Increase antioxidant intake and fight inflammation with this superfood berry smoothie.
This triple-decker berry smoothie is a triple threat. It packs a punch with three powerhouse berries: blueberries, raspberries, and blackberries. We are exposed to free radicals every day. However, the high antioxidant content of berries can provide protection. In high amounts, these free radicals can result in oxidative stress, a process that plays a role in the development of several chronic diseases.
Anthocyanins are the phytonutrients in berries that give them their beautiful blue, red and purple colors. Multiple studies have shown that anthocyanins can reduce hypertension and the risk of heart attack in women. They may also decrease inflammation and age-related diseases, like dementia and Alzheimer’s.
Berries for PCOS
The high fibre content of berries, along with a low glycemic load, makes them beneficial for balancing blood sugar and insulin levels which are important steps in managing PCOS. In addition, berries have been shown to lower LDL cholesterol levels. Evidence suggests up to 70% of women with PCOS may have elevated LDL and decreased HDL cholesterol levels. Increasing antioxidant intake may help decrease anxiety and depression which are associated with PCOS.
Berries for Fertility
Antioxidant intake can influence both female and male infertility. While research is limited, consuming high-antioxidant foods, like berries, may improve egg and sperm quality. In addition, anthocyanin has been shown to support the uterine lining increasing the chance of implantation. To benefit from these antioxidant properties of berries, it is important to buy organic berries. One study found that men who ate more produce with a high concentration of pesticides had lower sperm counts than those with the least pesticide intake.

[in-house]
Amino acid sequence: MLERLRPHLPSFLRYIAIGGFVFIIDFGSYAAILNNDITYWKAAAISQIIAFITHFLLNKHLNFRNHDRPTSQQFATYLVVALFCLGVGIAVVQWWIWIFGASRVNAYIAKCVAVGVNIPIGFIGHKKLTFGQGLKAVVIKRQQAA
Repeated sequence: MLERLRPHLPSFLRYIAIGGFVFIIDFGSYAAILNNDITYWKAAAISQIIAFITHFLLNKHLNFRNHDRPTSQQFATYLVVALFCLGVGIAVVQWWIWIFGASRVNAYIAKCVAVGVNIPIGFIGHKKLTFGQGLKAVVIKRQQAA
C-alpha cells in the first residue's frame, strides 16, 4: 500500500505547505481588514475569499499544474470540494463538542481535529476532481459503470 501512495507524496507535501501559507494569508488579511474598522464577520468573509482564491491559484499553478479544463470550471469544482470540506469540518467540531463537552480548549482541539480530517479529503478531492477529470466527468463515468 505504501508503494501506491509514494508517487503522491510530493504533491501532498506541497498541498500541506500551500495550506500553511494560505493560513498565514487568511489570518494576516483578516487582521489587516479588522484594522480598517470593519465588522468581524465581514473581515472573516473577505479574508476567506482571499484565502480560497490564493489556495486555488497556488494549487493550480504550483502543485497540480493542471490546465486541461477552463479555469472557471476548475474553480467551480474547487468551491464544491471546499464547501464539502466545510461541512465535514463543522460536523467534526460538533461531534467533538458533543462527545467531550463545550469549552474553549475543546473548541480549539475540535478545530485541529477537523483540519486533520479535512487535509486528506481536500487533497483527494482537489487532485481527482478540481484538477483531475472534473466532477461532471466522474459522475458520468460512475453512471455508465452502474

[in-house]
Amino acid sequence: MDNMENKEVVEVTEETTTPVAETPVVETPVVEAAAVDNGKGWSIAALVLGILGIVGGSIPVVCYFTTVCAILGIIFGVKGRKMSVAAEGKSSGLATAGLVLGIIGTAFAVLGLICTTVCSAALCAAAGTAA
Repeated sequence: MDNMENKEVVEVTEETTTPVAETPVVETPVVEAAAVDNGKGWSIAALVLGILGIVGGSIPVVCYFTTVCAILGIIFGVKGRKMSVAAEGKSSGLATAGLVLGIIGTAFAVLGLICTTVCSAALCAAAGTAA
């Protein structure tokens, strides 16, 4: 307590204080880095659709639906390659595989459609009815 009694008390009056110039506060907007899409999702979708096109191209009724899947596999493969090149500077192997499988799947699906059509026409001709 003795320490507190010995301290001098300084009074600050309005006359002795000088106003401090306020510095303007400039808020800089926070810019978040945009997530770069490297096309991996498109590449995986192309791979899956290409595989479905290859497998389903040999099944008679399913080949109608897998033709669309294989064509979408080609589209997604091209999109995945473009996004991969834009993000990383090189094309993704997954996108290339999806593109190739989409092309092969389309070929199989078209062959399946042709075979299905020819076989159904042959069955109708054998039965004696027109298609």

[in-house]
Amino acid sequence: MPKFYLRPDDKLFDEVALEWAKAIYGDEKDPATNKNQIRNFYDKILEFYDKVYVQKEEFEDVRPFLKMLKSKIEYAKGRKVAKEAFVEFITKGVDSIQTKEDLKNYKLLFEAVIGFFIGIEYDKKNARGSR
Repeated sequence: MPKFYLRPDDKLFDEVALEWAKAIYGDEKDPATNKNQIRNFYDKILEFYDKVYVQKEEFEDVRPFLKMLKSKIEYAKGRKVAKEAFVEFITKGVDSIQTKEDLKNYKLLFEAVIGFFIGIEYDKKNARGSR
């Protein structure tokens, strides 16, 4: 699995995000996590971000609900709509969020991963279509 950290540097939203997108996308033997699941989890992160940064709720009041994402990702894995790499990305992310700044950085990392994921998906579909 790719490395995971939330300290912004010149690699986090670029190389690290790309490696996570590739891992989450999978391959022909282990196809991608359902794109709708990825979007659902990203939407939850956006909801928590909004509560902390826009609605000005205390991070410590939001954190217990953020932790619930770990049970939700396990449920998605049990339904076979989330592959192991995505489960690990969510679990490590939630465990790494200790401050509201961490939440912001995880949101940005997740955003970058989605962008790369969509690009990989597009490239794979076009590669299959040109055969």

frozen blueberries, raspberries, and blackberries (organic)
plant-based protein powder
Blend the bottom layer first by combining blueberries, nut milk and protein powder. Limit the liquid for a thick layer that will support the following layers easily. Pour into a tall glass and pop into the freezer to firm up before adding the next layer.
Clean blender and begin next layer by combing raspberries and nut milk. Pour this layer carefully over the first layer. You can use a spoon to dip into the raspberry layer in order to straighten out the line separating the two layers. Pop into freezer again.
Clean blender and begin final layer by combining blackberries, nut milk and protein powder. Pour final layer carefully into your glass.
Berries are great sources of antioxidants, flavonoids, resveratrol, ellagic acid, fibre and a low glycemic fruit.
Hemp protein powder is a source of plant protein and essential amino acids omega-6 and omega-3 (in a 3:1 ratio). While animal proteins may increase insulin-like growth factor 1 (IGF-1), plant proteins have been shown to decrease IGF-1. In addition, the risk of infertility may be decreased when animal proteins are replaced with plant proteins.
Dairy-free meals are important for PCOS for several reasons, especially if acne is a symptom. Dairy may increase insulin levels which contribute to increased cellular growth and acne. High insulin levels may also increase androgen production. Milk hormones like IGF-1 and dihydrotestosterone (DHT) both increase androgens. In addition, dairy contains casein which, when consumed with berries, can counteract the beneficial antioxidant effects of berries.
Six reasons why I aim to drink one green smoothie a day, plus my go-to recipe.
Why I LOVE green smoothies:
There are countless reasons why incorporating more vegetables, especially leafy greens, in our diets can positively influence our health. I find the simplest and quickest way to increase my vegetable intake is by blending greens and taking them with me on-the-go. Here are some of the reasons I aim for one green smoothie a day:
1) Increasing fruit and vegetable consumption (leafy greens in particular) helps prevent heart disease.
2) Green vegetables contain compounds that support our immune system.
3) Greater leafy green consumption has been associated with lower rates of type 2 diabetes.
5) Kale provides greater calcium absorption than milk.